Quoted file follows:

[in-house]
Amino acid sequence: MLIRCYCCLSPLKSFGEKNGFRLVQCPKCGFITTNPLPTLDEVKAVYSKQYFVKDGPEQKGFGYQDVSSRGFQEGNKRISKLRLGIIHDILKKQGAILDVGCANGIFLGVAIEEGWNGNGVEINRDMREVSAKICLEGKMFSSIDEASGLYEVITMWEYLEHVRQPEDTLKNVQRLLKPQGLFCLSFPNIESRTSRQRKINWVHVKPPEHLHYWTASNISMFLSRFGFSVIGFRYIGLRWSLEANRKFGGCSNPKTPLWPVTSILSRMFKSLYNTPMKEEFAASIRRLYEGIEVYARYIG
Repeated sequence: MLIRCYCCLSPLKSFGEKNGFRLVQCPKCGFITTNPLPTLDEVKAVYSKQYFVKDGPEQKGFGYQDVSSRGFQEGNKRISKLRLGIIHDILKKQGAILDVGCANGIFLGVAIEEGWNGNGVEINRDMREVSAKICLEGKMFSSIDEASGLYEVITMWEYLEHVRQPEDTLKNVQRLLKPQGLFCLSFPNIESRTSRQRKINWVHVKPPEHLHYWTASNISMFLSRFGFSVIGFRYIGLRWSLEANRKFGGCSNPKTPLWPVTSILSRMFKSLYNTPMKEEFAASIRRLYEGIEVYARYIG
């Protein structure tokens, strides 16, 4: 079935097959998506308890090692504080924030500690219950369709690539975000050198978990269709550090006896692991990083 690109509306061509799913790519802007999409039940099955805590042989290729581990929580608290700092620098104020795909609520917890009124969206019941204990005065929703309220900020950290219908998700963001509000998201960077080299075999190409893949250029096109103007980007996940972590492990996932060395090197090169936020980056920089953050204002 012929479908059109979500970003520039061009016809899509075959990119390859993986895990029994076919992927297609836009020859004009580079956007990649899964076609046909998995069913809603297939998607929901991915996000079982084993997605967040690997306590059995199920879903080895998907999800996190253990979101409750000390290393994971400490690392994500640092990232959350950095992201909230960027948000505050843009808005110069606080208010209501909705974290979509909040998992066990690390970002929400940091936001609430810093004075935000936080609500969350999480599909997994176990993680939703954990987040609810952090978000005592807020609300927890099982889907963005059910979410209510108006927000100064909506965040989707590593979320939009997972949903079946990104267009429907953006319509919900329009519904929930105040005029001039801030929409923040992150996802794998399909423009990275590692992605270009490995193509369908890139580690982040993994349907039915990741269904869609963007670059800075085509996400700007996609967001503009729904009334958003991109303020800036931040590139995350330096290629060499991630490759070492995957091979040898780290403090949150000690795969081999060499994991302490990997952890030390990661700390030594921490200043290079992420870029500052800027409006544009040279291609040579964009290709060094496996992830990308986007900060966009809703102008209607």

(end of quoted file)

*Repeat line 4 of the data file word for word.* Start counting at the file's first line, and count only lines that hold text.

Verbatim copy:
């Protein structure tokens, strides 16, 4: 079935097959998506308890090692504080924030500690219950369709690539975000050198978990269709550090006896692991990083 690109509306061509799913790519802007999409039940099955805590042989290729581990929580608290700092620098104020795909609520917890009124969206019941204990005065929703309220900020950290219908998700963001509000998201960077080299075999190409893949250029096109103007980007996940972590492990996932060395090197090169936020980056920089953050204002 012929479908059109979500970003520039061009016809899509075959990119390859993986895990029994076919992927297609836009020859004009580079956007990649899964076609046909998995069913809603297939998607929901991915996000079982084993997605967040690997306590059995199920879903080895998907999800996190253990979101409750000390290393994971400490690392994500640092990232959350950095992201909230960027948000505050843009808005110069606080208010209501909705974290979509909040998992066990690390970002929400940091936001609430810093004075935000936080609500969350999480599909997994176990993680939703954990987040609810952090978000005592807020609300927890099982889907963005059910979410209510108006927000100064909506965040989707590593979320939009997972949903079946990104267009429907953006319509919900329009519904929930105040005029001039801030929409923040992150996802794998399909423009990275590692992605270009490995193509369908890139580690982040993994349907039915990741269904869609963007670059800075085509996400700007996609967001503009729904009334958003991109303020800036931040590139995350330096290629060499991630490759070492995957091979040898780290403090949150000690795969081999060499994991302490990997952890030390990661700390030594921490200043290079992420870029500052800027409006544009040279291609040579964009290709060094496996992830990308986007900060966009809703102008209607």